Nowadays, Mark Zuckerberg probably feels the same. With Wave and Buzz, Google's home-grown attempts at social networking, Google tried to use gmail to get people into their user base. It didn't work because Wave and Buzz had interfaces and functionality very different from Facebook, a dominant design in the social networking space at the time. People decided not to move into an unfamiliar territory.
Now, with some tweaks, the new Google+ service is an obvious ripoff of Facebook, with a little bit of LiveJournal functionality - circles instead of friendlists - thrown in. It feels familiar, it looks familiar, it acts familiar. People seem to be moving in in millions.
Innovation by ripoff appears to be a winning business strategy for Google. They've done it with other major commercially successful products: Overture (text ads model - AdWords), Yahoo Maps (Google Maps), Youtube (acquisition after Google Video failed), iPhone (Android), and now Facebook (Google+). In many ways, this is similar to what Microsoft did in the 1980s and 90s - use their dominant operating system as leverage and a cash cow to rip off successful technologies: integrated software development tools, Windows PC interface, video gaming machine, office suite software, web browser, database/SQL solutions, and others.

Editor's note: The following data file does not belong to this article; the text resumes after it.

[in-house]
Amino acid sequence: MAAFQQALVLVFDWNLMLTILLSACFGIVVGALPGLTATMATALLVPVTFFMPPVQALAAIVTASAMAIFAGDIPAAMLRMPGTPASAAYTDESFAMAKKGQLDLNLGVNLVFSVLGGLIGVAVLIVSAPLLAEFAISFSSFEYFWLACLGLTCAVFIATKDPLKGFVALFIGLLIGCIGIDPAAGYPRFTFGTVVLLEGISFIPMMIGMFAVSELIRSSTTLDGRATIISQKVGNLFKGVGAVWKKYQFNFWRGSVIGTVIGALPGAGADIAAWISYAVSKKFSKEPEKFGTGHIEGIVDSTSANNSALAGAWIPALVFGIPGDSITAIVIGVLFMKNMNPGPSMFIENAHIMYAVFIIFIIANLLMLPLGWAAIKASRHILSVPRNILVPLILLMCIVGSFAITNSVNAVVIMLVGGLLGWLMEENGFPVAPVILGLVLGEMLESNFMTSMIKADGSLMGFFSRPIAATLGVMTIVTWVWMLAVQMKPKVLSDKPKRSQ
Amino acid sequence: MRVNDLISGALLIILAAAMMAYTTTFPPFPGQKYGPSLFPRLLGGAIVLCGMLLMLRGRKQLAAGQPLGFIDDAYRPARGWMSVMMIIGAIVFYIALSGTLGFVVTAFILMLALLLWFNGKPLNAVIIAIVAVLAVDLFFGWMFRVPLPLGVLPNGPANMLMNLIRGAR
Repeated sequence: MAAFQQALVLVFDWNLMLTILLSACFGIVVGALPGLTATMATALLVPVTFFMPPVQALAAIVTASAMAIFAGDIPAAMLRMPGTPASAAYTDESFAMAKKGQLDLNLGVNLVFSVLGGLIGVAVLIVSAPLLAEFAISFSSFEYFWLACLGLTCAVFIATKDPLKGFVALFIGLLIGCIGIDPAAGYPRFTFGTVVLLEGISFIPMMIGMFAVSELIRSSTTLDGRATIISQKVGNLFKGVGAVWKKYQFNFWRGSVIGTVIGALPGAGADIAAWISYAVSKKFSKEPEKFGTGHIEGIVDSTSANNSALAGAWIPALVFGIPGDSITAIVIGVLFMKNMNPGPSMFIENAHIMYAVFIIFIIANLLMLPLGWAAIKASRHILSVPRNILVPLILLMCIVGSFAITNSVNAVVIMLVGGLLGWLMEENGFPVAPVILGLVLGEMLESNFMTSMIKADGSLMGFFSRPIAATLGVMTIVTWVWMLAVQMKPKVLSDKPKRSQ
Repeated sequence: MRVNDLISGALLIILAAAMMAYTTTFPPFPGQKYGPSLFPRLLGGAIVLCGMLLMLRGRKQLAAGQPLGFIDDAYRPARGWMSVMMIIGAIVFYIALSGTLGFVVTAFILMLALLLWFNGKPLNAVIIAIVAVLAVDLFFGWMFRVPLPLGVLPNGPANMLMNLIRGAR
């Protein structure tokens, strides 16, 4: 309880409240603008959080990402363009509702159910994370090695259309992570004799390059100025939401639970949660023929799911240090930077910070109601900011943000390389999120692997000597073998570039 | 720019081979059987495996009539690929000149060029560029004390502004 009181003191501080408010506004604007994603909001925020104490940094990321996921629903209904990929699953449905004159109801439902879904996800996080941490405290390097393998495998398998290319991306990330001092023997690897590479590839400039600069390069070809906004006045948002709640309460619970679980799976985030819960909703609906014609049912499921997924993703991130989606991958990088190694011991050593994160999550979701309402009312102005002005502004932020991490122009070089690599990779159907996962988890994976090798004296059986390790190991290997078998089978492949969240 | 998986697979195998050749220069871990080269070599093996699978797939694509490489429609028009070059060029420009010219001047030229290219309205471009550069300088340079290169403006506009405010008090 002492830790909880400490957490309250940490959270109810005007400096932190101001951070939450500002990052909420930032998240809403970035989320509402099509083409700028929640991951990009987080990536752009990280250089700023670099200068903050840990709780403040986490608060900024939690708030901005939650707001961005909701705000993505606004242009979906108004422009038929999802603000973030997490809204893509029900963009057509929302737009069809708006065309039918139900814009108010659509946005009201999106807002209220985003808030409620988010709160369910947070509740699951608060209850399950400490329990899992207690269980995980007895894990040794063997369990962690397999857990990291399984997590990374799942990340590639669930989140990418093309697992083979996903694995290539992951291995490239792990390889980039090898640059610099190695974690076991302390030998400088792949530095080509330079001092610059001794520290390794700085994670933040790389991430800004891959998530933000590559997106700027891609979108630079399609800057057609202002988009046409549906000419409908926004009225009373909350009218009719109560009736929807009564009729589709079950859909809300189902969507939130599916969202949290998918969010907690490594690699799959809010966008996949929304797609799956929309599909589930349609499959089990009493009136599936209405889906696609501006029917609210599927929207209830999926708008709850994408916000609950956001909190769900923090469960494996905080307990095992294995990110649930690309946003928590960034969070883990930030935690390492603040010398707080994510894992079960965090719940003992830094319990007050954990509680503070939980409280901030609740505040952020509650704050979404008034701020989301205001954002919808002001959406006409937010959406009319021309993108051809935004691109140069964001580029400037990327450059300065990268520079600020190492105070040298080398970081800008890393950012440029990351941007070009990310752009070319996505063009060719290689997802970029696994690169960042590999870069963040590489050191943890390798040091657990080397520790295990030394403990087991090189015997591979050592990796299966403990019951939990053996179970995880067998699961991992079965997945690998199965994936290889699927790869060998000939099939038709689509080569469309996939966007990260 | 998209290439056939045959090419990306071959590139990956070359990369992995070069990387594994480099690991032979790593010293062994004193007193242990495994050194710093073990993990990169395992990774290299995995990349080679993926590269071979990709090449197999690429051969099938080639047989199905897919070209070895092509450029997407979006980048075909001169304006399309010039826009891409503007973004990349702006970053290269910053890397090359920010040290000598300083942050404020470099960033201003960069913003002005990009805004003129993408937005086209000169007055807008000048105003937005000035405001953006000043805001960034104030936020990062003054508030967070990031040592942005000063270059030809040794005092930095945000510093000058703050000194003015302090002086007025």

No wonder Steve Jobs was angry about Android. It probably felt like a déjà vu, though this time it was Google, not Microsoft, ripping off Steve's ideas.
By the way, if you are into vintage bumper stickers, there's one for you on eBay right now:
tags: innovation, technology, business, model, platform, computers, history, microsoft, apple, google, facebook, social, networking, information